Also, the phrases, “for whom are all things, and through whom are all things,” teach us that God actively governs His creation. Nothing can happen apart from His governance. He is working “all things after the counsel of His will” (Eph. 1:11). As the humbled King Nebuchadnezzar put it (Dan. 4:35), “He does according to His will in the host of heaven and among the inhabitants of earth; and no one can ward off His hand or say to Him, ‘What have You done?’”

A. W. Pink wrote, “To believe and affirm that ‘for Him are all things, and by Him are all things’ is simply owning that He is God—high above all, supreme over all, directing all. Anything short of this is, really, atheism” (An Exposition of Hebrews (electronic ed., 2000), Ephesians Four Group: Escondido, CA, p. 112).

And yet there are many Christians who deny that God is sovereign in salvation. They claim that to affirm this is to deny so-called “free will” and turn people into robots or puppets. Asahel Nettleton, a preacher whom God used in the Second Great Awakening to bring thousands to Christ, has a sermon on Psalm 97:1, “The Lord reigns, let the earth rejoice” (Asahel Nettleton: Sermons from the Second Great Awakening [International Outreach], pp.371-376). He raised the objection against the doctrine of election, that it robs people of free will. Then he said,

We will drop the doctrine of decrees—How is it then? Does God operate on the hearts of men, or does he not? If not, then we must not pray that he would do it.

No person can pray for himself without admitting that God can operate on his heart, and yet he be free…. [He then cites several verses that ask God to change our hearts.] But persons ought not to have prayed in this manner, if God could not answer their prayers without destroying their free agency. Ought we to pray that God would destroy our freedom?—that he would make us machines? This no one will pretend. How then can we pray that God would work in us that which is well pleasing in his sight, if as the objection supposes, he cannot operate on our hearts without destroying our freedom? ...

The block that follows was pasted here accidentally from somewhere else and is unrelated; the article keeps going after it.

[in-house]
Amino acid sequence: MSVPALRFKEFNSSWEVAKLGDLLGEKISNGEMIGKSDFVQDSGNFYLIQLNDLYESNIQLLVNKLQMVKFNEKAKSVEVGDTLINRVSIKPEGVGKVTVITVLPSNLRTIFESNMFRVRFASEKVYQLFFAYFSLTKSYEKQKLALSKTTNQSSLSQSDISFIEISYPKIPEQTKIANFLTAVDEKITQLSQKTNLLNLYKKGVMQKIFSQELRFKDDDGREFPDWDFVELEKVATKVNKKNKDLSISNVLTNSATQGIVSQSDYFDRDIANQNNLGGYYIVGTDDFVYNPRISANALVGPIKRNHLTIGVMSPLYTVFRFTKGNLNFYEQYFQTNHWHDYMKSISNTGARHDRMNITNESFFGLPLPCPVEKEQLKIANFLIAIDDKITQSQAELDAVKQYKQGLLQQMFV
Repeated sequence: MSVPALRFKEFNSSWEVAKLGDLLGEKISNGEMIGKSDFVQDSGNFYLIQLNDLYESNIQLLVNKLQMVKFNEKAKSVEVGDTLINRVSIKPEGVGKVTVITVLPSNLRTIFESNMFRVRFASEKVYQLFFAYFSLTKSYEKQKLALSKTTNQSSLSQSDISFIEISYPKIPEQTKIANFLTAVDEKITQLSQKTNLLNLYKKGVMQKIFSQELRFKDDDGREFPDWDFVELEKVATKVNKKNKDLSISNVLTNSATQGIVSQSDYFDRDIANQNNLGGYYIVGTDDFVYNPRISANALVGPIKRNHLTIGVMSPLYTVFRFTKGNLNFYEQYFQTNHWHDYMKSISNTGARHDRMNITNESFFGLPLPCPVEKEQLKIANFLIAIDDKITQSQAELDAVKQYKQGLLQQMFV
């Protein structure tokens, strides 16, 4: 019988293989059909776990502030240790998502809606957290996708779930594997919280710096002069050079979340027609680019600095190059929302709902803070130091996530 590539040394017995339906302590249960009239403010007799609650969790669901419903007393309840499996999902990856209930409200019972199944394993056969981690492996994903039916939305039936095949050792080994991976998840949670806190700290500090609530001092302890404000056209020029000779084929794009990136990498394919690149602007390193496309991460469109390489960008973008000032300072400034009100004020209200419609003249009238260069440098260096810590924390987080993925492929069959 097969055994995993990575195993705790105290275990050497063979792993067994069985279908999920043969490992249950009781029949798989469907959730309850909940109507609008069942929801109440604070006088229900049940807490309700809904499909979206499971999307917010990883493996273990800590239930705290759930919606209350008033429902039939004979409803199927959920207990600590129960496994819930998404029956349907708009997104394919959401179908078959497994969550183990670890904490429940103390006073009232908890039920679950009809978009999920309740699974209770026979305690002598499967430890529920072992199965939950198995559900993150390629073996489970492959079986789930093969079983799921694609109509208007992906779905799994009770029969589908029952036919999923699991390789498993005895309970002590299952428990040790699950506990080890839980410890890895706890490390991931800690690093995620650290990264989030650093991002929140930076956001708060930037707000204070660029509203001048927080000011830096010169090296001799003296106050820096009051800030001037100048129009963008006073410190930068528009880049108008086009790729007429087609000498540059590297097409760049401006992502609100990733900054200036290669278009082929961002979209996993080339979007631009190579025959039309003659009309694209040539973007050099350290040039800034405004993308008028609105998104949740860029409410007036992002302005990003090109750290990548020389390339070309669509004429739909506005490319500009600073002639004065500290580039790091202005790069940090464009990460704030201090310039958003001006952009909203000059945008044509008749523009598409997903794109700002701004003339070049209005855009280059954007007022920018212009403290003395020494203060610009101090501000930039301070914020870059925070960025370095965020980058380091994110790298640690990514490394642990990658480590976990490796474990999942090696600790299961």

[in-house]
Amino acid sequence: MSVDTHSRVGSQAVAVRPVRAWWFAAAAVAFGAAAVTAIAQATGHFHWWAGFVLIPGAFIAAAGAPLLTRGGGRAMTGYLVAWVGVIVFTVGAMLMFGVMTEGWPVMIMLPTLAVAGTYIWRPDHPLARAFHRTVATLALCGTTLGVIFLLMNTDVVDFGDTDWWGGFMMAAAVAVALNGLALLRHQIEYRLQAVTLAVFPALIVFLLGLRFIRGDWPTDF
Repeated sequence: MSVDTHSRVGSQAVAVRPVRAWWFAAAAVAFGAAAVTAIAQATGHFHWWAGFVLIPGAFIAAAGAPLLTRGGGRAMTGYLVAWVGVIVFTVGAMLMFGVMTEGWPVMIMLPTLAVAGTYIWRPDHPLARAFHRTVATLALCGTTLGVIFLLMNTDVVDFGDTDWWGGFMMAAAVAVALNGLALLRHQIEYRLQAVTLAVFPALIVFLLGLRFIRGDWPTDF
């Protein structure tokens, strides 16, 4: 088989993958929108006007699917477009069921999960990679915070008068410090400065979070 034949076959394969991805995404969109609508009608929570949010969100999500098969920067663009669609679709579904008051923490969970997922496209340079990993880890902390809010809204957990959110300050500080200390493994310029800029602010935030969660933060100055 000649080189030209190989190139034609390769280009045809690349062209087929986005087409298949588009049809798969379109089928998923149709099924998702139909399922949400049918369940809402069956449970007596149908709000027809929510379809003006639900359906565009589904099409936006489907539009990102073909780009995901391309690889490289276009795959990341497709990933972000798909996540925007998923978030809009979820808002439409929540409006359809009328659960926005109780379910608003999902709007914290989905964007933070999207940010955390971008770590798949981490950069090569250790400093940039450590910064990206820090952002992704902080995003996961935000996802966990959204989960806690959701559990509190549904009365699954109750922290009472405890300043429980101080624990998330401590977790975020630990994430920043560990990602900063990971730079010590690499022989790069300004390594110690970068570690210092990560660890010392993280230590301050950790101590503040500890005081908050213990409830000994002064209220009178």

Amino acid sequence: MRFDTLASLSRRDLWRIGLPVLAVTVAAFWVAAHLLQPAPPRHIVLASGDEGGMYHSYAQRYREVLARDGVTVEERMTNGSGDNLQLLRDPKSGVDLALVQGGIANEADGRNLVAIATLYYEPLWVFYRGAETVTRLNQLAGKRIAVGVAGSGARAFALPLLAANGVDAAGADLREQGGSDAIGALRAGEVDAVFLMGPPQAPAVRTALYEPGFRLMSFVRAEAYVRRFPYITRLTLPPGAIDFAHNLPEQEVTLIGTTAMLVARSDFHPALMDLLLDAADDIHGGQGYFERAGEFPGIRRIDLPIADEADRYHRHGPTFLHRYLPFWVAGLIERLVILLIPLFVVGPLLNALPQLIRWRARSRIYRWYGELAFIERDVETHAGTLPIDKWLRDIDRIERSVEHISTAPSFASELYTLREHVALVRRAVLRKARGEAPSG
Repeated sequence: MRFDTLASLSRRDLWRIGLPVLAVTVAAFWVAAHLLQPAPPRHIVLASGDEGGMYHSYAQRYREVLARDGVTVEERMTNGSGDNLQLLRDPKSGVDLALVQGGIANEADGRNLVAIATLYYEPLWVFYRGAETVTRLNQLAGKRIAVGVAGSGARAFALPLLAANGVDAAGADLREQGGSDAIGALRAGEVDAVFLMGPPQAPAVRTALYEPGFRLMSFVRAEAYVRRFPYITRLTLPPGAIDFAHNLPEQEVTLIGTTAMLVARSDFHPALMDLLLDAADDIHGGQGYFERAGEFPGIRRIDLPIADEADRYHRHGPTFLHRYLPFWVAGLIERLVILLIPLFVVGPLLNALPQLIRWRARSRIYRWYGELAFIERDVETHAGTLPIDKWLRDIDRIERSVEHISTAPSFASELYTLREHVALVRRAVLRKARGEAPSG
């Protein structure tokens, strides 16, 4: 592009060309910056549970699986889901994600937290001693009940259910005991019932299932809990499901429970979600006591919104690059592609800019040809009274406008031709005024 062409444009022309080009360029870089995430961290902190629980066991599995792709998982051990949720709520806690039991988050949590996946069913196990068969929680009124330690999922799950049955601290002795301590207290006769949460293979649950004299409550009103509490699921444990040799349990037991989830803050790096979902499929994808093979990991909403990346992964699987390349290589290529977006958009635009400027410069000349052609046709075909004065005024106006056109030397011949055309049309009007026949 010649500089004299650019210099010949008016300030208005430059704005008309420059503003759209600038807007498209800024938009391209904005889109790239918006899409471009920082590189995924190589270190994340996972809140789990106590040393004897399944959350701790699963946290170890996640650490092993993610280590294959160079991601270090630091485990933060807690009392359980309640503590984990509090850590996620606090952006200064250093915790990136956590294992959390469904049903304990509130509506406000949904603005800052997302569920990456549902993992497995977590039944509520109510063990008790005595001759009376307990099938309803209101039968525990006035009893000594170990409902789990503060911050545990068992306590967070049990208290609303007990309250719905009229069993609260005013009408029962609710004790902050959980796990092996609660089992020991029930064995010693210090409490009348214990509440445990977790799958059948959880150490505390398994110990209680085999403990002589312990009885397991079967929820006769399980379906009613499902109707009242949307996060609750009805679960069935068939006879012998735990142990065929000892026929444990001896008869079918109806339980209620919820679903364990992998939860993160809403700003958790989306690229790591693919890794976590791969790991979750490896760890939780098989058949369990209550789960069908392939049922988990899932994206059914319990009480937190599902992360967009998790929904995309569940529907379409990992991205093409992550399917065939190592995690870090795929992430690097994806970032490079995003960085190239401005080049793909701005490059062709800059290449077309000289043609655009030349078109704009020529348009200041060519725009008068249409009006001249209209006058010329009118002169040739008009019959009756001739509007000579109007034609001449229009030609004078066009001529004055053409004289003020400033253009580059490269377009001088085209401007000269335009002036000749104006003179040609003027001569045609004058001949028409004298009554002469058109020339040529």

It is a doctrine clearly taught in the scriptures, that a change of heart is absolutely necessary to prepare sinners for heaven. “Except a man be born again he cannot see the kingdom of God.” We are also taught that God is the author of this change. “Born, not of blood, nor of the will of the flesh, nor of the will of man, but of God.” But if God cannot operate on the hearts of men without destroying their freedom, then we ought not to pray that God would renew the hearts of sinners. Surely we ought not to pray that God would convert men into machines. However wicked mankind may be, we cannot pray that God would stop them in their career of sin, because he cannot do it without destroying their freedom. When sinners have proud stubborn and rebellious hearts, we cannot pray that God would make them humble, submissive and obedient; because he cannot do it without converting them into machines.

He goes on to ask the question, “does God govern all his creatures and all their actions? Does he govern the actions of wicked men and devils?” He shows that God not only does this—without removing the freedom of sinners and without becoming the author of evil—but that this is a desirable thing, and a cause for rejoicing. Because if God does not govern all creatures, then we are in a desperate situation.